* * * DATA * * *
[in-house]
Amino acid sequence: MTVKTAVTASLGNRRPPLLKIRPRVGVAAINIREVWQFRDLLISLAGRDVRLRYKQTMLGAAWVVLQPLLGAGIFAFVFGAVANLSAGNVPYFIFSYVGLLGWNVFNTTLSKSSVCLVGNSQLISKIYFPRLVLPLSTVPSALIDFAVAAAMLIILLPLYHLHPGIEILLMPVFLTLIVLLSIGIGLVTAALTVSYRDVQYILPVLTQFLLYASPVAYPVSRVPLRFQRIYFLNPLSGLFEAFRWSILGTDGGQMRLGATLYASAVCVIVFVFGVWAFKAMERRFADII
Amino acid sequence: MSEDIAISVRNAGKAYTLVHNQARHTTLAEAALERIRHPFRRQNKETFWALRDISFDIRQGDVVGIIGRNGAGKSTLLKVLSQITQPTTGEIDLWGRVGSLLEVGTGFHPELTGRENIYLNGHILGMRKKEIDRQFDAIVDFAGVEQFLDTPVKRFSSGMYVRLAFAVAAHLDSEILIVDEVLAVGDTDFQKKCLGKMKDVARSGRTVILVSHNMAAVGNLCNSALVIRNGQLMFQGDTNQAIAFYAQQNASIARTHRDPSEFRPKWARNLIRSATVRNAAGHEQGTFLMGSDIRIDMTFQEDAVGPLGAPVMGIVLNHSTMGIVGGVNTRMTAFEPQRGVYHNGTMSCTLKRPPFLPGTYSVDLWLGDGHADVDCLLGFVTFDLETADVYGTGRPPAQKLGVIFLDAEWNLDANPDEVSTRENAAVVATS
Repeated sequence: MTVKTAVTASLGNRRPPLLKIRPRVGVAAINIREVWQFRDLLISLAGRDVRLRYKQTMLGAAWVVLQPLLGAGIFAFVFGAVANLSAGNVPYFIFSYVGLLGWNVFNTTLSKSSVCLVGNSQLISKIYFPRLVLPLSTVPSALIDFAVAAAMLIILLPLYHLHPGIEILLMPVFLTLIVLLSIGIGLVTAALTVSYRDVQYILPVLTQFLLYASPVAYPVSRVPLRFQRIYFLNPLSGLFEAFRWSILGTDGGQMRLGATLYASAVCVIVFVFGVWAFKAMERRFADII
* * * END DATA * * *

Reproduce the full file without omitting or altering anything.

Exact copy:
[in-house]
Amino acid sequence: MTVKTAVTASLGNRRPPLLKIRPRVGVAAINIREVWQFRDLLISLAGRDVRLRYKQTMLGAAWVVLQPLLGAGIFAFVFGAVANLSAGNVPYFIFSYVGLLGWNVFNTTLSKSSVCLVGNSQLISKIYFPRLVLPLSTVPSALIDFAVAAAMLIILLPLYHLHPGIEILLMPVFLTLIVLLSIGIGLVTAALTVSYRDVQYILPVLTQFLLYASPVAYPVSRVPLRFQRIYFLNPLSGLFEAFRWSILGTDGGQMRLGATLYASAVCVIVFVFGVWAFKAMERRFADII
Amino acid sequence: MSEDIAISVRNAGKAYTLVHNQARHTTLAEAALERIRHPFRRQNKETFWALRDISFDIRQGDVVGIIGRNGAGKSTLLKVLSQITQPTTGEIDLWGRVGSLLEVGTGFHPELTGRENIYLNGHILGMRKKEIDRQFDAIVDFAGVEQFLDTPVKRFSSGMYVRLAFAVAAHLDSEILIVDEVLAVGDTDFQKKCLGKMKDVARSGRTVILVSHNMAAVGNLCNSALVIRNGQLMFQGDTNQAIAFYAQQNASIARTHRDPSEFRPKWARNLIRSATVRNAAGHEQGTFLMGSDIRIDMTFQEDAVGPLGAPVMGIVLNHSTMGIVGGVNTRMTAFEPQRGVYHNGTMSCTLKRPPFLPGTYSVDLWLGDGHADVDCLLGFVTFDLETADVYGTGRPPAQKLGVIFLDAEWNLDANPDEVSTRENAAVVATS
Repeated sequence: MTVKTAVTASLGNRRPPLLKIRPRVGVAAINIREVWQFRDLLISLAGRDVRLRYKQTMLGAAWVVLQPLLGAGIFAFVFGAVANLSAGNVPYFIFSYVGLLGWNVFNTTLSKSSVCLVGNSQLISKIYFPRLVLPLSTVPSALIDFAVAAAMLIILLPLYHLHPGIEILLMPVFLTLIVLLSIGIGLVTAALTVSYRDVQYILPVLTQFLLYASPVAYPVSRVPLRFQRIYFLNPLSGLFEAFRWSILGTDGGQMRLGATLYASAVCVIVFVFGVWAFKAMERRFADII